Philando Castile. Alton Sterling. Brent Thompson. Patrick Zamarripa. Michael Krol. Lorne Ahrens. Michael Smith.

Every one a life cut tragically short. Every one a neighbor - separated from us by distance, yes, but joined with us as part of God's creation.

A roll call of senseless loss – and from these losses, an ever-increasing sense of anxiety and tension. Rather than feeling like the Samaritan who offers help and healing, these days have left me feeling like the one who was beaten and abandoned on the side of the road. And for all of the emotion I have been feeling, it in no way comes close to the hurt, anger, grief and marginalization being felt and expressed by the families and friends of the young black men, police officers and perpetrators who lost their lives this week.

So in the midst of this tragedy, as witnesses to the racism, fear, hostility and division that still hold the country in its terrible grip, we are all undoubtedly trying to find something. Where, we ask, is the good news?

I want you to do something. Turn and look at the person next to you, or behind you. Don’t say anything – just look.

There is the good news. The faces of the people next to us – our friends and family, our guests, our fellow St. Georgians – are the collective face of the good news we are seeking. Yours are the faces of those welcoming the stranger, comforting the poor, reaching out to the marginalized. It is your hands that throw open the doors of this place and extend an invitation to the world, and it is your desire to take the church beyond these four walls that offers a glimpse of humanity’s best to those who have only experienced its worst.

One of my heroes, the civil rights leader and current congressman John Lewis, gave one of the most powerful statements I have ever heard. He said, “We must learn to live together as brothers and sisters. If not, we will perish as fools.” The people of this city, this nation, this world are all brothers and sisters. We may have different beliefs, different traditions, and different languages, and we may live with different goals and dreams. But at the end of the day, we are all part of the same creation.

Who are our neighbors? As a writer of a commentary on this passage wrote, “Love … must know no limits of race and ask no enquiry. Who needs me is my neighbor. Whom at the given time and place I can help with my active love, they are my neighbor and I am theirs.”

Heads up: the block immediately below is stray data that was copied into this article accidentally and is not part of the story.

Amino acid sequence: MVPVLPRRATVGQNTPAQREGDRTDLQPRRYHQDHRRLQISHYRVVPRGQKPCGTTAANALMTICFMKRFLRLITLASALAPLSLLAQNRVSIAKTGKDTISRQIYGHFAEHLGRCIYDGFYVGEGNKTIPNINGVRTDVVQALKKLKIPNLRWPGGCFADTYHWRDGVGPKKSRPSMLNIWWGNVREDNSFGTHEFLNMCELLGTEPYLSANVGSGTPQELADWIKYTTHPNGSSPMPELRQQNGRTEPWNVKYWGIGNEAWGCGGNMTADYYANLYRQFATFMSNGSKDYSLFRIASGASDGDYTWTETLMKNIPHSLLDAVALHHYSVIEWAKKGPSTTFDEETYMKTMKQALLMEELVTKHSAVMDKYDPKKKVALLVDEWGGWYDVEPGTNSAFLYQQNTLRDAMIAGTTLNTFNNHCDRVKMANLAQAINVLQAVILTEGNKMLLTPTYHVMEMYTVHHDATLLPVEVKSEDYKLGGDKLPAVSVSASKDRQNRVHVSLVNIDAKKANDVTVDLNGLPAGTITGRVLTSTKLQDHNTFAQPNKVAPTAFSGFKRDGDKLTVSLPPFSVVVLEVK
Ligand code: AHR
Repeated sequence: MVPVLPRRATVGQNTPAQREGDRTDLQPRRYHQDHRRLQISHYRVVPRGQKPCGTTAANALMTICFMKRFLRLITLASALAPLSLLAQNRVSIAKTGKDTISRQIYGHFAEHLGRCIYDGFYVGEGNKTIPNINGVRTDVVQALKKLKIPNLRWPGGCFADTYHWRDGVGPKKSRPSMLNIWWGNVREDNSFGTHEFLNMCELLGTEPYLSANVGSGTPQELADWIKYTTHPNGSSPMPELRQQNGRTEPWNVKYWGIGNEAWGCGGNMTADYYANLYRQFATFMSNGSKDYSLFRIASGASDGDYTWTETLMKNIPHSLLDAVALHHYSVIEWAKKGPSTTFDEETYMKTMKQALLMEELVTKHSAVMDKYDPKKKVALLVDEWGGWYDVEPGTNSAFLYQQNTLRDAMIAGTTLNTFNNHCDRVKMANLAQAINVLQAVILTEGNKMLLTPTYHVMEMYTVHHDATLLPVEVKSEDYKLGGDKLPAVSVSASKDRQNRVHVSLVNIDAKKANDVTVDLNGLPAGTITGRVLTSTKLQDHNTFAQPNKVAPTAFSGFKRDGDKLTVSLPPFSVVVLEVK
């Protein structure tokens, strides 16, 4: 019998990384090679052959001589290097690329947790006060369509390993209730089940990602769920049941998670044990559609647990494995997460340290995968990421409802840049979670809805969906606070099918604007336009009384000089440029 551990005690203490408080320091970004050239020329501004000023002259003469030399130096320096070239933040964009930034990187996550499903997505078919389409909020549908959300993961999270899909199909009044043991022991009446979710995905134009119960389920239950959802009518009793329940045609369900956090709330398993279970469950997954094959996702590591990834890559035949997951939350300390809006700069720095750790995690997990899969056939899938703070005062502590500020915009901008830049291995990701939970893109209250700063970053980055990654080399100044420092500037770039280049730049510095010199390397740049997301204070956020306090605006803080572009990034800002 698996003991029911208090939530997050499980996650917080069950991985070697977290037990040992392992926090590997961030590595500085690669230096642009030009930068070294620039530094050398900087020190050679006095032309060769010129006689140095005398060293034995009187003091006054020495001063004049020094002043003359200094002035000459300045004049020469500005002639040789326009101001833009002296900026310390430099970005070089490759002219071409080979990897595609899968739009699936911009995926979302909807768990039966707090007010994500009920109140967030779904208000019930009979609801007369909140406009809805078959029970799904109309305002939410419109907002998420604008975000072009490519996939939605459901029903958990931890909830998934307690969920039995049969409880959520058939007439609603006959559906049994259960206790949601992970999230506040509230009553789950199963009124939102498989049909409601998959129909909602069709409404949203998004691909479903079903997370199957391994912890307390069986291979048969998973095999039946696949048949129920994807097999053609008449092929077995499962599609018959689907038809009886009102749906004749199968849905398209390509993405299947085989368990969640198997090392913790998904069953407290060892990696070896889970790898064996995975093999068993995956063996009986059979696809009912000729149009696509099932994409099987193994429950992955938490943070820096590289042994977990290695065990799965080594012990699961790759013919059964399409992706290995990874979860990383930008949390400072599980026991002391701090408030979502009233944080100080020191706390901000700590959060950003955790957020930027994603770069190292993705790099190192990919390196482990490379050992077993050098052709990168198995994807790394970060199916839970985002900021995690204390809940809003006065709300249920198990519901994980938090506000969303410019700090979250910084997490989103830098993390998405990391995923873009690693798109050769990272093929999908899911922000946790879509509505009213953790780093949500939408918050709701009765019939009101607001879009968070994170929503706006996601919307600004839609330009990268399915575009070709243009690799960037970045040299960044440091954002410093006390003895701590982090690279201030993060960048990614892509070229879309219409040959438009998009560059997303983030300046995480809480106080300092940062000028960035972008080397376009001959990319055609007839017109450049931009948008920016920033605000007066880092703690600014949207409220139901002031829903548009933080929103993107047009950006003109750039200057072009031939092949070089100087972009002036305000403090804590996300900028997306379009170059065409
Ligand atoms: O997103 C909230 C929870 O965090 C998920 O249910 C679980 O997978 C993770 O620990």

Saturday, March 26, 2016

We are the Nails: A Good Friday Sermon

A Sermon Preached at Emmanuel Episcopal Church, Delaplane, Virginia
Good Friday, March 25, 2016
Gospel reading - John 18:1-19:42

In the name of one God, the Father who created us, the Son who sacrificed for us, and the Holy Spirit that strengthens and sustains us. Amen.

The lectionary from which we take our Lessons and Gospel readings throughout the church year provides preachers with some outstanding material. We get to experience anew the beauty and wonder of the creation of this Earth and the universe in which we find ourselves. We can rejoice with the Israelites as they at long last, after 40 years of wandering and struggling in the wilderness, reach the Promised Land.

There are the spectacular moments such as when Jesus taps 12 ordinary men – fisherman and tax collectors – to leave their nets and counting tables and follow him to do extraordinary things. And we can see through the eyes of those whom Jesus fed and healed and freed from the possession of demons and the dark hopelessness of their lives.

Without question, the Bible is filled with stories of wonder, beauty and magnificence. But it is also full of moments of hardship and tragedy and obstacles that seemingly cannot be overcome. And that is where we find ourselves this evening, at the close of the day on which we recall and reflect on the ultimate sacrifice that Jesus made for each of us: the sacrifice of himself.

The passion narrative that we just heard is powerful and dark and – for many – extremely emotional. And for me, that’s a great challenge as I stand in the pulpit: how does one preach on good news when faced with such a painful moment?

Throughout his ministry, and especially the week between Palm Sunday and today, Jesus was followed by large crowds. An untold number of people crowded around him as he rode on the back of a donkey through the gates of Jerusalem.